Eli E. Conaghy

Eli E Conaghy Sr - 1942

Eli Edward Conaghy was born on August 24, 1900, in Camden, New Jersey. His father, James P. Conaghy, was involved in the Eagle Coal and Ice Company, a business he co-operated with his uncle, Joseph Henry Conaghy, located at 246 Pine Street by 1906.

Theodosia Hunt Conaghy, born in Gloucester City, New Jersey, in March 1875 to James and Mary Hunt, moved to Camden’s 316 Line Street by 1894. Her father, James Hunt, served as Fish Warden and later as a constable in Camden. Theodosia married Joseph Henry Conaghy, a coal and ice merchant, after 1900, and in 1906, they lived at 246 Pine Street, where Joseph ran the Eagle Ice & Coal Company.

Around 1910, Joseph Conaghy transitioned into the tavern business, operating a bar at 601-603 Kaighn Avenue, where he and Theodosia resided. Meanwhile, Eli Conaghy’s father, James, remained with the Eagle Coal and Ice Company and ventured into real estate.

In 1914, the younger James P. Conaghy took over the Eagle Ice & Coal Company, while Joseph and Theodosia opened “Conaghy’s” bar at 950 South 5th Street. However, the bar enterprise faced difficulties, and by September 1918, Joseph and Theodosia had purchased a home at 814 South Sixth Street, next door to James Conaghy, who had relocated his residence and business to 812 South Sixth Street as early as 1914.

Joseph Conaghy’s health deteriorated, possibly leading to Eli Conaghy residing with his uncle and aunt at 814 South Sixth Street, while his father, James, lived next door at 812. Joseph Conaghy passed away shortly after the 1920 Census. In 1923, Theodosia Conaghy was appointed matron at the Camden County Jail, a position she held until 1950.

Eli Conaghy registered for the draft in September 1918 while working at Keystone Leather at South 16th and Mickle Streets in East Camden. In the late 1910s, he pursued boxing professionally, using the moniker “Kid Conaghy.” He humorously referred to himself as “Kid Linoleum” in later years.

In the late 1920s, Eli Conaghy associated with a group that included Joseph “Mose” Flannery, Russell Sage, Joe O’Connor, and John Doris. Within a span of 17 months, from late September 1928 to early April 1930, Flannery, O’Connor, and Doris were all murdered in gangland hits. In all three cases, the victims refused to identify their assailants.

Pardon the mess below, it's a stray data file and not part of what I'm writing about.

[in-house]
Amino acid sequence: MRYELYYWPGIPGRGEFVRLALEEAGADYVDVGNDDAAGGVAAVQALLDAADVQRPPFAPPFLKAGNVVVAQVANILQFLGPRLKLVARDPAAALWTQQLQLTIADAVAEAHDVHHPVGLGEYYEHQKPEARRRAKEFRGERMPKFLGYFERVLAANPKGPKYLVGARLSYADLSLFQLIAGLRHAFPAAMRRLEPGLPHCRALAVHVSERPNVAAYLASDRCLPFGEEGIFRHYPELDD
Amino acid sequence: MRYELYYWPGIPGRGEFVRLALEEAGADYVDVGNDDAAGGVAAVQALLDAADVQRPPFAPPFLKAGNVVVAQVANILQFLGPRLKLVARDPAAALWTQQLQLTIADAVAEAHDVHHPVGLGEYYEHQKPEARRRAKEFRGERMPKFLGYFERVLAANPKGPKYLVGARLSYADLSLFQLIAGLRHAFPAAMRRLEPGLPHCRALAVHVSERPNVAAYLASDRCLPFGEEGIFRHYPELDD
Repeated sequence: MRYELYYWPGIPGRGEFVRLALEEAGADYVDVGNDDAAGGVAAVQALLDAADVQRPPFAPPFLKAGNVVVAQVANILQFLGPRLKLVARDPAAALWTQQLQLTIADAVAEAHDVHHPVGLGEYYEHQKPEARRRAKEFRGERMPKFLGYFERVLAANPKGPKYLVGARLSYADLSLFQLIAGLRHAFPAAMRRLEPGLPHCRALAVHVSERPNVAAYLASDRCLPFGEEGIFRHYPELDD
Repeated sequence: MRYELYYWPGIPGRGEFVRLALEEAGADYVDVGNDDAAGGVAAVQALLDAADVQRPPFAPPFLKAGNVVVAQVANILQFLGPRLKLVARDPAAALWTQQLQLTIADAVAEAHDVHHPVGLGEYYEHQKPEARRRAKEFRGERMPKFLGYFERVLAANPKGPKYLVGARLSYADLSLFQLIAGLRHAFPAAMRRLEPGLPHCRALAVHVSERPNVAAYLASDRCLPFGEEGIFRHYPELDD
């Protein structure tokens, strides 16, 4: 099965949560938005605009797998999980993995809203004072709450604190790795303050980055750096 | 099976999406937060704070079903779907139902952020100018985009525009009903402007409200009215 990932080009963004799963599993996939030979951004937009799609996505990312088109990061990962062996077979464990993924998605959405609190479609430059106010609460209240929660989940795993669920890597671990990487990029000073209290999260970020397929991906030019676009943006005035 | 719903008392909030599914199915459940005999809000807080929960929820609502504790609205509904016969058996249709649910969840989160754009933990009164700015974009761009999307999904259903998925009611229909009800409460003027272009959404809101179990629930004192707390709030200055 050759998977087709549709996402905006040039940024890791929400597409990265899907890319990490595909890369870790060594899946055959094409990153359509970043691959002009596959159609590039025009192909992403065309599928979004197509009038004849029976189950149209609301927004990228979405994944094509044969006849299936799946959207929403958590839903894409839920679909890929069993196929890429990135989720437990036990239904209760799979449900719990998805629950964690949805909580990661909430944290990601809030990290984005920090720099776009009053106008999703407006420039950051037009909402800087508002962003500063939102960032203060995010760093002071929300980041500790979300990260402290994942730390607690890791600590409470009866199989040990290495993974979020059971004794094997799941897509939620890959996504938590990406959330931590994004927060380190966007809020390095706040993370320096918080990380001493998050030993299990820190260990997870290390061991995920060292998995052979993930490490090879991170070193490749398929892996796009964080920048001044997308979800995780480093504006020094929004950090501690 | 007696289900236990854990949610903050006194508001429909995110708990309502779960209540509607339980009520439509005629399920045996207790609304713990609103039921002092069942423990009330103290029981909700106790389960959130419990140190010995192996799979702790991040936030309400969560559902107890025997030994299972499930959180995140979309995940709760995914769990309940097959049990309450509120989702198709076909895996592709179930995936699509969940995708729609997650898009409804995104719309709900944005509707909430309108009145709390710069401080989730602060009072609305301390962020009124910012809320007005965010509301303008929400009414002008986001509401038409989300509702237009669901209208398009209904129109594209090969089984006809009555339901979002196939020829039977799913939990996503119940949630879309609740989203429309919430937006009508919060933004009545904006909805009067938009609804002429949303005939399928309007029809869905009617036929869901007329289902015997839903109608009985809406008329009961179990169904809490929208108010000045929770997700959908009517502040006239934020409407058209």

As of April 1940, Eli Conaghy still lived with his aunt at 814 South Sixth Street, where his uncle, Camden fireman Eli M. Hunt, and cousin Nellie Conaghy also resided. Eli had married Evelyn G. Terrel but was separated from his wife at that time. He worked at the RCA radio factory in Camden.

Despite being over 40 years old, Eli E. Conaghy was drafted into the United States Army in October 1942. After his military service, he returned to work as a structural ironworker.

In the 1947 Camden City Directory, Eli Conaghy lived with his wife, Evelyn, at 558 Line Street, while his father, James Conaghy, still resided at 812 South Sixth Street. His aunt, Theodosia Hunt Conaghy, had relocated to 543 Roberts Street.

Theodosia retired in 1950, likely due to the introduction of mandatory retirement at age 65 for certain government employees in New Jersey, even though she was approximately 75 years old. In her later years, she lived with her nephew, Eli, at 704 Berkley Street. Theodosia passed away on December 7, 1957, survived by Eli and a sister, Mrs. Katherine Abrams.

Eli E. Conaghy divorced his wife, Evelyn, during the 1950s and resided at 704 Berkley Street until around 1958. He acquired Theodosia’s property at 543 Roberts Street and moved there. In 1965, he suffered a stroke, leading to a six-month stay at Cooper Hospital before transferring to the Camden County Hospital at Lakeland, where he remained until his death in December 1968. He left behind one son, two daughters (with one, Eileen, passing in 2007), five grandchildren, and ten great-grandchildren. Eli Conaghy was a member of Ironworkers Local 399, a World War II veteran, and is interred at Harleigh Cemetery.

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    Eli E. Conaghy

    Within a span of 17 months, from late September 1928 to early April 1930, Flannery, O’Connor, and Doris were all murdered in gangland hits.

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